It’s that time of year. Days are getting longer, warmer and attentions are turning to life on the water.
Whether your boat is in high-and-dry storage, or on a trailer in your driveway, it’s now time to start thinking about getting her ready for this season. There are some easy, inexpensive things that can save a lot of headache and turmoil in the use of your boat.
The first thing that needs attention before you splash is the electrical system, starting with the batteries.
Boat batteries are exposed to harsher conditions of use, in addition to not being used and charged for the winter months.
- Remove cables and lugs, clean them and the battery posts to ensure good contact and make sure, when they are reattached, that they are tight.
- Fill with distilled water to the level mark. You want to use distilled water because the minerals in tap water run the risk of hurting the efficiency in the storage of energy and cause corrosion inside of the battery.
- Check the voltage, preferably with a load tester. Trickle charge if needed to raise the voltage to an acceptable level.
- Never store batteries in direct contact with the ground. Some say that the grounding effect could weaken the charge. I recommend doing this to allow air circulation and prevent spills that will further damage the battery casing should something happen.
- Spray some anti-corrosive spray on the posts and lugs before putting the battery box cover on. The battery box helps to keep water out of the box and keep them in place, minimizing movement that could lead to loose connections or a bouncing battery.
- Once the battery is in good operational order, you can start the engine.
Before you start up the engine, check all the fluids, oil, trim tab reservoir, cooling system, clean flame arrestor/air intake and check the bilge blower for operation. In addition, do a visual check for leaks in ALL hoses, fuel lines, cables and belts. (Ideally, for safety and reliability, these things should be done before use every time)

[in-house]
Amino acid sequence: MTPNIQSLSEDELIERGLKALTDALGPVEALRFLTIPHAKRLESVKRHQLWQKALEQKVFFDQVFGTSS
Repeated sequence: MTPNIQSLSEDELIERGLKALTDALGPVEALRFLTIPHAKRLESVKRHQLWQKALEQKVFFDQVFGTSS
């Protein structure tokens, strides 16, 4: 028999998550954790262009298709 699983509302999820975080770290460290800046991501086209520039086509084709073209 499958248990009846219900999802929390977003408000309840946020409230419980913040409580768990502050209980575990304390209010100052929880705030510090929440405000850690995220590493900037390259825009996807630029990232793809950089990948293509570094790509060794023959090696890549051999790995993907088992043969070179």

When checking the fuel system:
- Check fuel filters for leaks and any housing that they attach to. Usually the filter seal cannot be easily seen as the filter screws into the manifold in a way that the contact surface is difficult to see.
- You want to make sure that there is no corrosion that could lead to leaks, as a leak will ruin your day in many ways.
- Once everything is up to standard, open your water intake and start her up!
- Once started, look for leaks in the raw water system as well as the antifreeze side while you keep tabs on your temperature ensuring that the engine is running cool and not overheating.
If applicable, open seacocks for the toilet to allow water in, making sure that the “y” valve is wire-tied to the holding tank discharge position. This is one of the first thing DNR will look for when they board, in addition to safety items like PFD’s, flares, etc.
Your fresh water system is the easiest to commission:
- Ensure that all connections to/from the pump and water heater are connected so that you fill your water tank and not the boat.
- Fill the tank and flush enough water to get any pink color from the antifreeze out and then add a tablespoon of bleach when you fill it and flush it out.
This is a great start to getting your boating season underway, although it’s not comprehensive to all boats it should serve as a good guide.
If you have any doubts, call a reputable marine company to do it — if anything, just for your own comfort level.